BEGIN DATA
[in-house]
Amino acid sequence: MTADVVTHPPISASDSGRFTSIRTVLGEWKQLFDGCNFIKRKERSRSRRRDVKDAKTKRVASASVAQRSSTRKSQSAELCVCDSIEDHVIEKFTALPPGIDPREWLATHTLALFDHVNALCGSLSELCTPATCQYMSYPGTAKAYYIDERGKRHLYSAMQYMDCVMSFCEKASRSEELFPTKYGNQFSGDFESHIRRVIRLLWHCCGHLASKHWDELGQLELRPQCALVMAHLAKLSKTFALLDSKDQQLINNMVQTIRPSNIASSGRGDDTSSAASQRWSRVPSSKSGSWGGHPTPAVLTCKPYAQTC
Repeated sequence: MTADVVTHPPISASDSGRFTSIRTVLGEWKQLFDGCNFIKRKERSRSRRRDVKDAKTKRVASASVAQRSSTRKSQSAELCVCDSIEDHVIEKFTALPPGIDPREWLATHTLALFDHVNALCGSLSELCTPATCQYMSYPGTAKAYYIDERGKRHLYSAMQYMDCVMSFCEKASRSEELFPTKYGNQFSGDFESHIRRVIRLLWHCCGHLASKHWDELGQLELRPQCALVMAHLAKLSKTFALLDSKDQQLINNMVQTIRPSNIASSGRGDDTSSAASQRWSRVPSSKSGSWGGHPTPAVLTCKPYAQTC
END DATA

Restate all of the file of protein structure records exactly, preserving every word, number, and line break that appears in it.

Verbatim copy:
[in-house]
Amino acid sequence: MTADVVTHPPISASDSGRFTSIRTVLGEWKQLFDGCNFIKRKERSRSRRRDVKDAKTKRVASASVAQRSSTRKSQSAELCVCDSIEDHVIEKFTALPPGIDPREWLATHTLALFDHVNALCGSLSELCTPATCQYMSYPGTAKAYYIDERGKRHLYSAMQYMDCVMSFCEKASRSEELFPTKYGNQFSGDFESHIRRVIRLLWHCCGHLASKHWDELGQLELRPQCALVMAHLAKLSKTFALLDSKDQQLINNMVQTIRPSNIASSGRGDDTSSAASQRWSRVPSSKSGSWGGHPTPAVLTCKPYAQTC
Repeated sequence: MTADVVTHPPISASDSGRFTSIRTVLGEWKQLFDGCNFIKRKERSRSRRRDVKDAKTKRVASASVAQRSSTRKSQSAELCVCDSIEDHVIEKFTALPPGIDPREWLATHTLALFDHVNALCGSLSELCTPATCQYMSYPGTAKAYYIDERGKRHLYSAMQYMDCVMSFCEKASRSEELFPTKYGNQFSGDFESHIRRVIRLLWHCCGHLASKHWDELGQLELRPQCALVMAHLAKLSKTFALLDSKDQQLINNMVQTIRPSNIASSGRGDDTSSAASQRWSRVPSSKSGSWGGHPTPAVLTCKPYAQTC